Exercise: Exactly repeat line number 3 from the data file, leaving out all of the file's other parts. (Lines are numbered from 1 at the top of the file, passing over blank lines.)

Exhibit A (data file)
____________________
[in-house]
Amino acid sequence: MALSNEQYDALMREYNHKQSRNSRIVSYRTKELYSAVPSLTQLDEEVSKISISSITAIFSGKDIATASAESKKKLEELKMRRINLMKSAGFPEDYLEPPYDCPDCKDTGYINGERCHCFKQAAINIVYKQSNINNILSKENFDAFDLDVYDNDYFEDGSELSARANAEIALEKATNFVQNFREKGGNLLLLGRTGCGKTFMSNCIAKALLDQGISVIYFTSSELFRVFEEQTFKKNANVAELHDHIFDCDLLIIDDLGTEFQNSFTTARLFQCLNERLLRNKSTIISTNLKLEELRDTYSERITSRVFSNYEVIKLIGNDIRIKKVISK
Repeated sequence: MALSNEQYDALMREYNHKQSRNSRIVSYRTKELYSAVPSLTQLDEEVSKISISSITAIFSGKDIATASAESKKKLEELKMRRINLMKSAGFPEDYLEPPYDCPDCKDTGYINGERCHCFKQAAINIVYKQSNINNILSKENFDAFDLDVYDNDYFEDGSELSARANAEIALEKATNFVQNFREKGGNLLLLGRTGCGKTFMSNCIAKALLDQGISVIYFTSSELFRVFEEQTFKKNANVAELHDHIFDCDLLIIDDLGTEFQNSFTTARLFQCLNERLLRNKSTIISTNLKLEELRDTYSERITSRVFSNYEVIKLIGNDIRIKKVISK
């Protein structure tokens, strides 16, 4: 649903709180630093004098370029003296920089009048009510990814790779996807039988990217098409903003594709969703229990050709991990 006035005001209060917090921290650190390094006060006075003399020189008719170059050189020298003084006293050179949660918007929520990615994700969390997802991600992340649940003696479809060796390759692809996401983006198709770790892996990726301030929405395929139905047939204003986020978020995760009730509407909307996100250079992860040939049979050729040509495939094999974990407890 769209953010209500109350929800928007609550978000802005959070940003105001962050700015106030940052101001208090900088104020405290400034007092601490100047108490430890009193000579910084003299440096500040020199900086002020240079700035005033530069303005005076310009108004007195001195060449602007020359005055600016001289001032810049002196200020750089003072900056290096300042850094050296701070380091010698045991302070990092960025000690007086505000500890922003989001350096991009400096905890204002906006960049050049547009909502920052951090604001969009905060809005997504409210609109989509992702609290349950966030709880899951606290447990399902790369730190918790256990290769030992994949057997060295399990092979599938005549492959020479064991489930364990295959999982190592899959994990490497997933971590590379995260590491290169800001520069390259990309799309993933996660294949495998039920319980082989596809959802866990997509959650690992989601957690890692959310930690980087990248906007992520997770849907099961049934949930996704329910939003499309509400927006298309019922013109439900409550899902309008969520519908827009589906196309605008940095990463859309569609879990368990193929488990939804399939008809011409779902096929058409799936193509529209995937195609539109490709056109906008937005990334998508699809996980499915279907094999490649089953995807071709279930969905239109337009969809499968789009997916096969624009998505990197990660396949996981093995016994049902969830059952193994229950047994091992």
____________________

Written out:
Repeated sequence: MALSNEQYDALMREYNHKQSRNSRIVSYRTKELYSAVPSLTQLDEEVSKISISSITAIFSGKDIATASAESKKKLEELKMRRINLMKSAGFPEDYLEPPYDCPDCKDTGYINGERCHCFKQAAINIVYKQSNINNILSKENFDAFDLDVYDNDYFEDGSELSARANAEIALEKATNFVQNFREKGGNLLLLGRTGCGKTFMSNCIAKALLDQGISVIYFTSSELFRVFEEQTFKKNANVAELHDHIFDCDLLIIDDLGTEFQNSFTTARLFQCLNERLLRNKSTIISTNLKLEELRDTYSERITSRVFSNYEVIKLIGNDIRIKKVISK